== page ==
This page is a response to requests from writers at conferences and in online groups who have said they need help learning how to subscribe to blogs.
Why should a writer need to know how to subscribe to blogs by RSS feed? Perhaps your favorite blog does not offer e-mail subscription, and you want to know when there is new material. Once you learn how to manage RSS feed subscriptions, you can use them to track other blogs that offer great information for writers. Also, when you set up your own blog, you’ll need to be familiar with the concept to get subscribers yourself.
Subscribing in Your Browser
Newer versions of Internet Explorer have a feeds subscription feature built in. Here’s how-to information for Internet Explorer. I use Mozilla Firefox for my Web browsing. I’m told by technical types that it is the best because it is faster and more secure. Firefox is a free download here. There’s an add-on for tracking RSS feeds in the Firefox browser available on their add-on site. It works from the Tools menu once it’s installed.
Subscribing in Your E-mail Client
Some e-mail programs allow you to subscribe to RSS feeds and receive them in a separate folder. Windows Live Mail (free) and Outlook 2007 (not free), both Microsoft products, are the two that I am most familiar with.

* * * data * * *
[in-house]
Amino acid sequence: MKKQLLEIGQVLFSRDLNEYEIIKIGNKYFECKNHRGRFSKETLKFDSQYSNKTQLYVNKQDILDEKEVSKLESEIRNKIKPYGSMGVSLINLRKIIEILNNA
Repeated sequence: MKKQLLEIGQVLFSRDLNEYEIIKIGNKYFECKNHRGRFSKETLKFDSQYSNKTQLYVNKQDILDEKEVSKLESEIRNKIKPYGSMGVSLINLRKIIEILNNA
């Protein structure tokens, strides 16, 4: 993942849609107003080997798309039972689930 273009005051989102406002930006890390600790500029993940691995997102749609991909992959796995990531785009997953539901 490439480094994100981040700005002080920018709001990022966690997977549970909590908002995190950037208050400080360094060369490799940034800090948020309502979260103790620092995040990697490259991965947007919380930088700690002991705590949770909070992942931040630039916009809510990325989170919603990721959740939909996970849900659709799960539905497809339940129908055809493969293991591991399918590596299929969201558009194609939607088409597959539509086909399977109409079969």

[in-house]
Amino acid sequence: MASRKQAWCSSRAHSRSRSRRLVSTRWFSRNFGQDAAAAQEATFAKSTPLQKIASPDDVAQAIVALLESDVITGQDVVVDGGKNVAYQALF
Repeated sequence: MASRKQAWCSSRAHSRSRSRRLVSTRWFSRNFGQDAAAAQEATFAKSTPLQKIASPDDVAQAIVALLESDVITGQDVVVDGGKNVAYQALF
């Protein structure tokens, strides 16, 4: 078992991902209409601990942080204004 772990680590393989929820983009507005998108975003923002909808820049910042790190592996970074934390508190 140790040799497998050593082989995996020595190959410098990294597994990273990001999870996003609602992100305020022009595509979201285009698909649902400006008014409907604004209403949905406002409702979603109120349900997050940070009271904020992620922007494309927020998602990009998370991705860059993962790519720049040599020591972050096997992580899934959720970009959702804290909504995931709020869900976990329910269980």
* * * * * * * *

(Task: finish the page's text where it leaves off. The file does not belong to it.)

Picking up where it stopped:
You can find instructions on how to set up your feeds in the various versions of Outlook by searching the Microsoft support site. I have copied the basic set-up instructions here, but there is much more information on the site, so it’s worth a visit.
Add an RSS Feed through the Microsoft Office Outlook 2007 Account Settings dialog box (from Microsoft site).
- On the Tools menu, click Account Settings.
- On the RSS Feeds tab, click New.
- In the New RSS Feed dialog box, type or press CTRL+V to paste the URL of the RSS Feed. For example, http://www.example.com/feed/main.xml.
- Click Add.
- Click OK.
I used to use Google Reader, but Google stopped offering it recently. I’m currently using Feedly, but I don’t like it as much as I liked Google Reader. Other options are listed in this article on Cnet, “Google Reader Is Done: Here Are a Few Alternatives.”
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